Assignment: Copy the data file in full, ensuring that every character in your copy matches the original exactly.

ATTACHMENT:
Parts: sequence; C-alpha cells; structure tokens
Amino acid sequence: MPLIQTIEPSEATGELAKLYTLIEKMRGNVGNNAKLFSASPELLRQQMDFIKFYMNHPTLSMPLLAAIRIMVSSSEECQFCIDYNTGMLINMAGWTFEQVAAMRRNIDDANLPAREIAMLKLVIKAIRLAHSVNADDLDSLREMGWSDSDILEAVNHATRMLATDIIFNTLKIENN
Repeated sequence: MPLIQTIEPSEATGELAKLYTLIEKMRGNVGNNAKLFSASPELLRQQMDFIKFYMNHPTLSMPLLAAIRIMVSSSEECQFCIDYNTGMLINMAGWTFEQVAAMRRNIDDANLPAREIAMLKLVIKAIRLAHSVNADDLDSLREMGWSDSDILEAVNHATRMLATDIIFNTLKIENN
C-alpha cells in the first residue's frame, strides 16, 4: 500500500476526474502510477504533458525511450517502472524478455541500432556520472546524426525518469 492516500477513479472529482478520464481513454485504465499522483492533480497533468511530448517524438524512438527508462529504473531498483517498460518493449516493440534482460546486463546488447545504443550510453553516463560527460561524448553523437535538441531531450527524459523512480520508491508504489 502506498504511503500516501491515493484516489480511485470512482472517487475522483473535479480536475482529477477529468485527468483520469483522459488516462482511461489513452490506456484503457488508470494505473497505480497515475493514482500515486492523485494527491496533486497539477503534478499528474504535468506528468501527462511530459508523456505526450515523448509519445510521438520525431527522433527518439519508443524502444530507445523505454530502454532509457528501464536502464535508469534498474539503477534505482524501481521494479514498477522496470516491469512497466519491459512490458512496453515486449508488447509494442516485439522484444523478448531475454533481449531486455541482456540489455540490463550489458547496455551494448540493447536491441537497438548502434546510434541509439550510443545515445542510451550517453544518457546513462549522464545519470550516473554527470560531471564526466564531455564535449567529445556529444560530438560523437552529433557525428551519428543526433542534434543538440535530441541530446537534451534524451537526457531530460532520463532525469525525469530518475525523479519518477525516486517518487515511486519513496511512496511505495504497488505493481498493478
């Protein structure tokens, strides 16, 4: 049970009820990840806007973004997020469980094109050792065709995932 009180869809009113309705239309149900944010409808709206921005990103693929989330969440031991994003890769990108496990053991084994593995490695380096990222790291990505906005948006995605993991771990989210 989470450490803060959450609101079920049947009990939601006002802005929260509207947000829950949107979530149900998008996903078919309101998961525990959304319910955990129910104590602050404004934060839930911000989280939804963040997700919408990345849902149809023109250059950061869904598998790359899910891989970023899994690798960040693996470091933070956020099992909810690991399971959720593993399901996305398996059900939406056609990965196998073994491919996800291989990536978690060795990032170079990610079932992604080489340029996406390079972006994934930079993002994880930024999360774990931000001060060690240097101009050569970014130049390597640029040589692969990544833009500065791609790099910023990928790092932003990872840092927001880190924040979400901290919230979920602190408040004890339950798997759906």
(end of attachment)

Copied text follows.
Parts: sequence; C-alpha cells; structure tokens
Amino acid sequence: MPLIQTIEPSEATGELAKLYTLIEKMRGNVGNNAKLFSASPELLRQQMDFIKFYMNHPTLSMPLLAAIRIMVSSSEECQFCIDYNTGMLINMAGWTFEQVAAMRRNIDDANLPAREIAMLKLVIKAIRLAHSVNADDLDSLREMGWSDSDILEAVNHATRMLATDIIFNTLKIENN
Repeated sequence: MPLIQTIEPSEATGELAKLYTLIEKMRGNVGNNAKLFSASPELLRQQMDFIKFYMNHPTLSMPLLAAIRIMVSSSEECQFCIDYNTGMLINMAGWTFEQVAAMRRNIDDANLPAREIAMLKLVIKAIRLAHSVNADDLDSLREMGWSDSDILEAVNHATRMLATDIIFNTLKIENN
C-alpha cells in the first residue's frame, strides 16, 4: 500500500476526474502510477504533458525511450517502472524478455541500432556520472546524426525518469 492516500477513479472529482478520464481513454485504465499522483492533480497533468511530448517524438524512438527508462529504473531498483517498460518493449516493440534482460546486463546488447545504443550510453553516463560527460561524448553523437535538441531531450527524459523512480520508491508504489 502506498504511503500516501491515493484516489480511485470512482472517487475522483473535479480536475482529477477529468485527468483520469483522459488516462482511461489513452490506456484503457488508470494505473497505480497515475493514482500515486492523485494527491496533486497539477503534478499528474504535468506528468501527462511530459508523456505526450515523448509519445510521438520525431527522433527518439519508443524502444530507445523505454530502454532509457528501464536502464535508469534498474539503477534505482524501481521494479514498477522496470516491469512497466519491459512490458512496453515486449508488447509494442516485439522484444523478448531475454533481449531486455541482456540489455540490463550489458547496455551494448540493447536491441537497438548502434546510434541509439550510443545515445542510451550517453544518457546513462549522464545519470550516473554527470560531471564526466564531455564535449567529445556529444560530438560523437552529433557525428551519428543526433542534434543538440535530441541530446537534451534524451537526457531530460532520463532525469525525469530518475525523479519518477525516486517518487515511486519513496511512496511505495504497488505493481498493478
């Protein structure tokens, strides 16, 4: 049970009820990840806007973004997020469980094109050792065709995932 009180869809009113309705239309149900944010409808709206921005990103693929989330969440031991994003890769990108496990053991084994593995490695380096990222790291990505906005948006995605993991771990989210 989470450490803060959450609101079920049947009990939601006002802005929260509207947000829950949107979530149900998008996903078919309101998961525990959304319910955990129910104590602050404004934060839930911000989280939804963040997700919408990345849902149809023109250059950061869904598998790359899910891989970023899994690798960040693996470091933070956020099992909810690991399971959720593993399901996305398996059900939406056609990965196998073994491919996800291989990536978690060795990032170079990610079932992604080489340029996406390079972006994934930079993002994880930024999360774990931000001060060690240097101009050569970014130049390597640029040589692969990544833009500065791609790099910023990928790092932003990872840092927001880190924040979400901290919230979920602190408040004890339950798997759906």